The second condition is touching the Father's gift, All that my Father giveth Which is a limitation: For, as many pressed upon Christ, but there was but one that touched, that was the woman healed of her issue of blood, Luke the eight chapter and the twenty fourth verse; so many come to the Lords Table, but to the end they may be received they must be known by this mark, he must be datus à Patre, tractus, & doctus, John the sixt[h] chapter and the fourty fourth and fift[h] verses. There are they that are dati ab hominibus, or as the Apostle speaks the first epistle of Peter the second chapter and the thirteenth verse, ab humanå ordinatione, that is, the most part come not, being given or drawn of the Father, but compelled by man: Their fear is taught by mens precepts, Matthew the fifteenth chapter, and Isaiah the twenty ninth chapter. Again, there are that have a shew of Godlinesse, the first epistle of Timothy the third chapter. Such come not upon any motion of Gods spirit, that they feel in themselves, but for fashions sake: They will not be seen to refuse the order of the Church, but doe as others doe; but they are given to Christ of God, are such as come [598/599] of conscience, knowing they ought to performe this duty of thankfulnesse to God; such as hunger and thirst after the righteousnesse of Christ, the spirituall food of their souls, in conscience of their unworthinesse and ill deservings; and therefore seek for righteousness in him, with as great desire for bodily food; they that come with such an earnest inclination, as given and drawn of the Father. This doth distinguisheth true Christ from Counterfeits, which say I know not whether the Father doe give me to Christ, and therefore I will not come: but to such Christ answers, Matthew the eighteenth chapter and the fourteenth verse, Non est voluntas patris, ut unus de pusillis illis pereat; De pusillis, dixit, saith Augustine, non de timentibus. Christ meaneth not such as are little in respect of the world, but little in their own eyes, that are not possessed with a spirituall pride of their righteousnesse, as though they need not now to come, another time will serve. It was the opinion of Festus, Acts the twenty fourth chapter, When I have convenient leasure, I will send for thee, So they think another time will be more fit than the present occasion; and so Christ must wait upon them, they may not upon Christ. But as the Pharisees despised the counsel of God and would not be baptized by John Luke the seventh chapter and the thirtieth verse so doe these despise the counsel of Christ against themselves, whose purpose happily was even at this time to have received them. But because they despised his counsell, that happeneth to them which befell Saul whom Samuel tells, That if he had kept the Lords Commandment, he had now established his Kingdome for ever upon Israel, the first book of Samuel the thirteenth chapter and the thirteenth verse; but for that he despised the opportunity now, it is removed to another. And of them that come, it may be they will come, but with Cains spirit, not caring how or what or what oblation they give to God: But they must come as given of the Father, and not tanquam ab hominibus dati, they may not come like that sate down at the Marriage without a wedding garment Matthew the twenty second chapter. Whoso commeth in that manner, as he, shall not be received, for that he is not given of the Father, so he shall be cast out into utter darknesse.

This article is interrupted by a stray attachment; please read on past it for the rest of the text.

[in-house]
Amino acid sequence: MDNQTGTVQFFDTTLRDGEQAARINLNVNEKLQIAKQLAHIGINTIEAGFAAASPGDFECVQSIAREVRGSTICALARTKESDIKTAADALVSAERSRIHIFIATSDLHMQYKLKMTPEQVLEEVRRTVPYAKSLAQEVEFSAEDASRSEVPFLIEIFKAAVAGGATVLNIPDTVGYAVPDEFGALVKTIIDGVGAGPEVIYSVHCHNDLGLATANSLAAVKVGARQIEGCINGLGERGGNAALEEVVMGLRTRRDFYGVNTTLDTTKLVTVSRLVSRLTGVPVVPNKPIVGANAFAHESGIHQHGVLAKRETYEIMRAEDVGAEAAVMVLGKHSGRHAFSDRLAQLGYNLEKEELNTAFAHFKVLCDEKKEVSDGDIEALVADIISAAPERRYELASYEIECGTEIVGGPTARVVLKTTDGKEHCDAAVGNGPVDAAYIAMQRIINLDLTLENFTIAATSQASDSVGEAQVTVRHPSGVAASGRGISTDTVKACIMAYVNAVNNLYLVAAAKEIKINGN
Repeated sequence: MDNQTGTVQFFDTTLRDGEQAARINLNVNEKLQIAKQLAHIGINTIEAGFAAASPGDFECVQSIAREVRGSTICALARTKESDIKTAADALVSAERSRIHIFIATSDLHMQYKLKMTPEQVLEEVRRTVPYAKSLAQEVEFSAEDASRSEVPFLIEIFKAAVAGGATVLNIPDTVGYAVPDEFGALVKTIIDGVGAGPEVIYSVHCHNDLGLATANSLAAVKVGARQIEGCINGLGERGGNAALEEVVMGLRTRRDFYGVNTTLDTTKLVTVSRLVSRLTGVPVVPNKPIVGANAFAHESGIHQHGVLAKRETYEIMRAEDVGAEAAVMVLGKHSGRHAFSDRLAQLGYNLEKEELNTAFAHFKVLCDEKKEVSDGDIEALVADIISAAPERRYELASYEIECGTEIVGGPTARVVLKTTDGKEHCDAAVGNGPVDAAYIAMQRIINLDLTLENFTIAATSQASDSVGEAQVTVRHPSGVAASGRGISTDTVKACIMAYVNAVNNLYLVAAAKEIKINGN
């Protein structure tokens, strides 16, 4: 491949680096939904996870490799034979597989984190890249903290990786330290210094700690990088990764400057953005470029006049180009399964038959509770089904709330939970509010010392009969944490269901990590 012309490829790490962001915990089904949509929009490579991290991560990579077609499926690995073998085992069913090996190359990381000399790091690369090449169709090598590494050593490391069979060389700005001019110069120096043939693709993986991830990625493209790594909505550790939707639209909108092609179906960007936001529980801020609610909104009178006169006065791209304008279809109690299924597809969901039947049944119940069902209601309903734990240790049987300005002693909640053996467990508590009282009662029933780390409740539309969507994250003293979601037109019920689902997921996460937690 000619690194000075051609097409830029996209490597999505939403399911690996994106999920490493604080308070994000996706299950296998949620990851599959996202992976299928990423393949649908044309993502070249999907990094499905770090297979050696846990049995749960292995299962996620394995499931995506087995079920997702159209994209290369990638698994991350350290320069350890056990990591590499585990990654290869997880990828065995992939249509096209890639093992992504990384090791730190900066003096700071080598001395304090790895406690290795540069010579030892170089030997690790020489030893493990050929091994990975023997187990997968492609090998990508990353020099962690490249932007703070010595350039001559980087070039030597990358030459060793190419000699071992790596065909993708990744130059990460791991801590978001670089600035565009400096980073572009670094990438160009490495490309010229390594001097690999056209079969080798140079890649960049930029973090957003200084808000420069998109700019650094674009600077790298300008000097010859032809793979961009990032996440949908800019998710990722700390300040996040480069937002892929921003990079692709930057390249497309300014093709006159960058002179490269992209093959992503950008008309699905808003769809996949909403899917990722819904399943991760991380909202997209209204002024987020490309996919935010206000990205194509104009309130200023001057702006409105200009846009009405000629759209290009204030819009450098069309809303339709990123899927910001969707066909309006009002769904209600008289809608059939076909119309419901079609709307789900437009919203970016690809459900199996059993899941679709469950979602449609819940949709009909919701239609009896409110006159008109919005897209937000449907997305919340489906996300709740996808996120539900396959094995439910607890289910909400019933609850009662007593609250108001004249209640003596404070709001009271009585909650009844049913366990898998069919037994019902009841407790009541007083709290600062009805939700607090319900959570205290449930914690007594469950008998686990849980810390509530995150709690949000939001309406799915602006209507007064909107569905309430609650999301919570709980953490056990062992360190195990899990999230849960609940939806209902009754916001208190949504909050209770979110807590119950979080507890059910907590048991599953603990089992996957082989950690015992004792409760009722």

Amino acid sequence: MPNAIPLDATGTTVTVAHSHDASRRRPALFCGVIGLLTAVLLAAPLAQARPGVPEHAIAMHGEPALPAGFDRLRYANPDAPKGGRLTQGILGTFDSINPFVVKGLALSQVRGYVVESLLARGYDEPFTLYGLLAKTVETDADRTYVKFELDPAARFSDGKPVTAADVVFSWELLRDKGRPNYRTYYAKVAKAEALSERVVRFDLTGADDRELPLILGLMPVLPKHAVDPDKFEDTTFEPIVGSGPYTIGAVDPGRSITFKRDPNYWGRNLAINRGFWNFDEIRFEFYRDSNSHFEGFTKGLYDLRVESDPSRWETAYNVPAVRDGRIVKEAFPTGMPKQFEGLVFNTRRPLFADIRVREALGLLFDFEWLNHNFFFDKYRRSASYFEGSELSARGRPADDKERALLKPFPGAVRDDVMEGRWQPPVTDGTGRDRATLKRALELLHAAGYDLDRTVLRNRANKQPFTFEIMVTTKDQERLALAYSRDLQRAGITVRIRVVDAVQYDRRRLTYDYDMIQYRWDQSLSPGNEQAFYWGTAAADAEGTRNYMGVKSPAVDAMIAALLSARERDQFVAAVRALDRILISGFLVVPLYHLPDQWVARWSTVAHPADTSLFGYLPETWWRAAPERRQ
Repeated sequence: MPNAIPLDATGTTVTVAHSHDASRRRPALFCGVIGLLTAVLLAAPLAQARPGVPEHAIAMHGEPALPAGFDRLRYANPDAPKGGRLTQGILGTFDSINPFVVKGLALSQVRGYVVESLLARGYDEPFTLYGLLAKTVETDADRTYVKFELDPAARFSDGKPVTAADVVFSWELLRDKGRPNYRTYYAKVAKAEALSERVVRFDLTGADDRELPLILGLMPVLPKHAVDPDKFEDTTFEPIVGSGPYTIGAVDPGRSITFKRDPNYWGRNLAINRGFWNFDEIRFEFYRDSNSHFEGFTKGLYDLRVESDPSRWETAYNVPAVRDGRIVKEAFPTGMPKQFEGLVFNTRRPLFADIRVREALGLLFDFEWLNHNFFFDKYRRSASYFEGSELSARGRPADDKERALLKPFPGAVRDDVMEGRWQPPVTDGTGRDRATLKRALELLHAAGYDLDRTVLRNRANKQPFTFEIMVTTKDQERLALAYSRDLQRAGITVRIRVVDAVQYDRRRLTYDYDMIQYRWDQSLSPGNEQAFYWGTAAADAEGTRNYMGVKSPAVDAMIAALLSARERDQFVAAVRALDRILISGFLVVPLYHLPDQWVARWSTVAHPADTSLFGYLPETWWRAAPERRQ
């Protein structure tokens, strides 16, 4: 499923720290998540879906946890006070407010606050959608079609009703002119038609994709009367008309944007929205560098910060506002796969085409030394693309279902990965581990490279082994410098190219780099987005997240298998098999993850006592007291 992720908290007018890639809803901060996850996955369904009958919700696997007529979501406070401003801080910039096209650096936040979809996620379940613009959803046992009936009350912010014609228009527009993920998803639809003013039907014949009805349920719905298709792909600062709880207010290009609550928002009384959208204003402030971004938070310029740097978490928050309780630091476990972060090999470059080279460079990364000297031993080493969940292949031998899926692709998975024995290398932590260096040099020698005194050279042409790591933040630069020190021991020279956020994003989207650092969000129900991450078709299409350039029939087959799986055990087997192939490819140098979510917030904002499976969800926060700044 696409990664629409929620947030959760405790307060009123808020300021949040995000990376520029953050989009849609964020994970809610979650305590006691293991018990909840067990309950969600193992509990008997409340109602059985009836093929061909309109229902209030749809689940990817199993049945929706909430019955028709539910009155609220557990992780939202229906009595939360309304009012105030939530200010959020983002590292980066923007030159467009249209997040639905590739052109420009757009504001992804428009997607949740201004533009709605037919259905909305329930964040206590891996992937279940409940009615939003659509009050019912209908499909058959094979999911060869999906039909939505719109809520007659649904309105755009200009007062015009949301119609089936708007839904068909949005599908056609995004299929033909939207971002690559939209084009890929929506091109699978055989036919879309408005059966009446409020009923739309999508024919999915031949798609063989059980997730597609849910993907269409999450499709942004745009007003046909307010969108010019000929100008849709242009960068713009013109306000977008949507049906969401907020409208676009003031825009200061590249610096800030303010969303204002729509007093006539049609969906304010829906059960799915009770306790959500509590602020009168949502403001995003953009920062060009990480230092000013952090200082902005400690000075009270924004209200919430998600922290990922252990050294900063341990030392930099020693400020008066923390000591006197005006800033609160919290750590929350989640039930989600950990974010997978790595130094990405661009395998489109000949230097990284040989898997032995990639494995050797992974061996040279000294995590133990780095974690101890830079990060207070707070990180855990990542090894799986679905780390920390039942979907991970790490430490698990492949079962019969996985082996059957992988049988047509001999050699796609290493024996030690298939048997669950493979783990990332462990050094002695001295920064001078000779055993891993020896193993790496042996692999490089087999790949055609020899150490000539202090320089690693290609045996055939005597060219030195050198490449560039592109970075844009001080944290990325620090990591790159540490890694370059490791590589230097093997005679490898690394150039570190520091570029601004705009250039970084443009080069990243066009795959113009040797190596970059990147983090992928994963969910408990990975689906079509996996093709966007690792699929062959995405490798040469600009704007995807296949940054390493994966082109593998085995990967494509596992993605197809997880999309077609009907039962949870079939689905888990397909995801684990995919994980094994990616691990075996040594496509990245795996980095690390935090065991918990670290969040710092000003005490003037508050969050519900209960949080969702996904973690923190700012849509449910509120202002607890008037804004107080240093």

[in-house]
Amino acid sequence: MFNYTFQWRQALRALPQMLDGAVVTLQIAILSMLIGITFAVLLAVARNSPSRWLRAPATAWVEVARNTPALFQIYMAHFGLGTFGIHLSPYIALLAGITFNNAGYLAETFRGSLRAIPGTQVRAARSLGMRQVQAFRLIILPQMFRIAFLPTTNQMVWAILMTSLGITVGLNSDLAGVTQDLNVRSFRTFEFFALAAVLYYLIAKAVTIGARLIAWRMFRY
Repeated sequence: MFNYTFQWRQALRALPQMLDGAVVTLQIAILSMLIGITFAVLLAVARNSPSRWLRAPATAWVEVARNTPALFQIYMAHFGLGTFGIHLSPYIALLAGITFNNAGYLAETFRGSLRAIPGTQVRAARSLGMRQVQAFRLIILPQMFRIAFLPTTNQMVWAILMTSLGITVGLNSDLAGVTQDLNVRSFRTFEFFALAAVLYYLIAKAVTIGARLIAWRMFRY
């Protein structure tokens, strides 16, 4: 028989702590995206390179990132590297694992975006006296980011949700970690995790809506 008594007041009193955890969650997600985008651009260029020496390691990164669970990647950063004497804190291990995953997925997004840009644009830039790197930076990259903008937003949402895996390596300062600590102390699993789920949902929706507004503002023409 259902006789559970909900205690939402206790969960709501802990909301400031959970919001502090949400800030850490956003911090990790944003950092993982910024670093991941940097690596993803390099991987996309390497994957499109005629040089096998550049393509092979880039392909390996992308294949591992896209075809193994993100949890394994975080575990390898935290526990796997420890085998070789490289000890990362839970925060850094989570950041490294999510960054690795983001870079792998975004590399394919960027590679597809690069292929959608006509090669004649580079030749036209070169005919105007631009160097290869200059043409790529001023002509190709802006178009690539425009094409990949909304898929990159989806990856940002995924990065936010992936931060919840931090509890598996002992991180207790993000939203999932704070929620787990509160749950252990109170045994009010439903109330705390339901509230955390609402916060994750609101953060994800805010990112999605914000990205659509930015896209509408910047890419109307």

Thirdly, The promise is, They that come after this manner, shall not be cast out; Which is set out by Christ with a double negation o¦ m« ômbalÓv, that is, never, at no hand. This speech is not vain glorious; for Christ doth perform it and more, as the Prophet saith, Thou forsaketh them that seek thee Psalm, the ninth, the meaning is, they not only finde God, but with him finde joyes and glory everlasting: So he that comes to Christ is not only, not cast out, but received to be a member of Christs mystical body, and partaker of the divine nature, the second epistle of Peter the first chapter and the fourth verse.